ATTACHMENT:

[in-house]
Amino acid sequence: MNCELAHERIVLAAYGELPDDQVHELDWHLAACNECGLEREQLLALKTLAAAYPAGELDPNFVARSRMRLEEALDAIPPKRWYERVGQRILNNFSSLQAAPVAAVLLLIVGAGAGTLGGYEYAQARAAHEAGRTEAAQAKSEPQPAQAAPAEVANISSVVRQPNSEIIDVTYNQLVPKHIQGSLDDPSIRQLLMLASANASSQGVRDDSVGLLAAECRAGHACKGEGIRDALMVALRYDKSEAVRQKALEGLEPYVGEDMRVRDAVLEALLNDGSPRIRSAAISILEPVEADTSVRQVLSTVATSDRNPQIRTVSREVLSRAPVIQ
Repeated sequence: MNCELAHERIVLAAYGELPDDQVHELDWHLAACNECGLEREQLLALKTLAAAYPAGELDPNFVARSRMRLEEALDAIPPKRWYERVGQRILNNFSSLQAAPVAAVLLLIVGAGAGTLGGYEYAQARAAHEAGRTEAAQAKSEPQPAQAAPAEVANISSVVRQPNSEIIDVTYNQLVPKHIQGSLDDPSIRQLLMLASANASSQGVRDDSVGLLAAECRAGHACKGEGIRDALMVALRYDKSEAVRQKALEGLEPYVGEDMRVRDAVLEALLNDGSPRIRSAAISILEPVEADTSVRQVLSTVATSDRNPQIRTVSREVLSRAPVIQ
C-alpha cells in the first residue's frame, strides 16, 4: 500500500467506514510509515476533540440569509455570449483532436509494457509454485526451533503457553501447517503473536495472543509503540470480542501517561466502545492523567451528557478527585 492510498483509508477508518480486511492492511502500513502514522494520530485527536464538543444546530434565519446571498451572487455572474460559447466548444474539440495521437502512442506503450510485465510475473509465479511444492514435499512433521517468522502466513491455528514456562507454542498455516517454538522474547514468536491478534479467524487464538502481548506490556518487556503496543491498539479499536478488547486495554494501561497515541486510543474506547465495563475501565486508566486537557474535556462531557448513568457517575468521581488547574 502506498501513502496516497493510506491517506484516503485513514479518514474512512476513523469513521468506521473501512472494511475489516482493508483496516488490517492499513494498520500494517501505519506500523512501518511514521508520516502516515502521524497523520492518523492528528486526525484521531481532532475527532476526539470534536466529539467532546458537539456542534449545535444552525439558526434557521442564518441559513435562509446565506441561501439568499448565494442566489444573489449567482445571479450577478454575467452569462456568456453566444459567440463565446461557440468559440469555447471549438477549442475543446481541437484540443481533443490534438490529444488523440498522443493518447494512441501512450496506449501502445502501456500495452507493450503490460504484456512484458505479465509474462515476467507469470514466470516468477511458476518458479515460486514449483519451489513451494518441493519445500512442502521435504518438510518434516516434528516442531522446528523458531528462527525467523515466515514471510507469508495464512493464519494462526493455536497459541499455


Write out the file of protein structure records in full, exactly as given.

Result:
[in-house]
Amino acid sequence: MNCELAHERIVLAAYGELPDDQVHELDWHLAACNECGLEREQLLALKTLAAAYPAGELDPNFVARSRMRLEEALDAIPPKRWYERVGQRILNNFSSLQAAPVAAVLLLIVGAGAGTLGGYEYAQARAAHEAGRTEAAQAKSEPQPAQAAPAEVANISSVVRQPNSEIIDVTYNQLVPKHIQGSLDDPSIRQLLMLASANASSQGVRDDSVGLLAAECRAGHACKGEGIRDALMVALRYDKSEAVRQKALEGLEPYVGEDMRVRDAVLEALLNDGSPRIRSAAISILEPVEADTSVRQVLSTVATSDRNPQIRTVSREVLSRAPVIQ
Repeated sequence: MNCELAHERIVLAAYGELPDDQVHELDWHLAACNECGLEREQLLALKTLAAAYPAGELDPNFVARSRMRLEEALDAIPPKRWYERVGQRILNNFSSLQAAPVAAVLLLIVGAGAGTLGGYEYAQARAAHEAGRTEAAQAKSEPQPAQAAPAEVANISSVVRQPNSEIIDVTYNQLVPKHIQGSLDDPSIRQLLMLASANASSQGVRDDSVGLLAAECRAGHACKGEGIRDALMVALRYDKSEAVRQKALEGLEPYVGEDMRVRDAVLEALLNDGSPRIRSAAISILEPVEADTSVRQVLSTVATSDRNPQIRTVSREVLSRAPVIQ
C-alpha cells in the first residue's frame, strides 16, 4: 500500500467506514510509515476533540440569509455570449483532436509494457509454485526451533503457553501447517503473536495472543509503540470480542501517561466502545492523567451528557478527585 492510498483509508477508518480486511492492511502500513502514522494520530485527536464538543444546530434565519446571498451572487455572474460559447466548444474539440495521437502512442506503450510485465510475473509465479511444492514435499512433521517468522502466513491455528514456562507454542498455516517454538522474547514468536491478534479467524487464538502481548506490556518487556503496543491498539479499536478488547486495554494501561497515541486510543474506547465495563475501565486508566486537557474535556462531557448513568457517575468521581488547574 502506498501513502496516497493510506491517506484516503485513514479518514474512512476513523469513521468506521473501512472494511475489516482493508483496516488490517492499513494498520500494517501505519506500523512501518511514521508520516502516515502521524497523520492518523492528528486526525484521531481532532475527532476526539470534536466529539467532546458537539456542534449545535444552525439558526434557521442564518441559513435562509446565506441561501439568499448565494442566489444573489449567482445571479450577478454575467452569462456568456453566444459567440463565446461557440468559440469555447471549438477549442475543446481541437484540443481533443490534438490529444488523440498522443493518447494512441501512450496506449501502445502501456500495452507493450503490460504484456512484458505479465509474462515476467507469470514466470516468477511458476518458479515460486514449483519451489513451494518441493519445500512442502521435504518438510518434516516434528516442531522446528523458531528462527525467523515466515514471510507469508495464512493464519494462526493455536497459541499455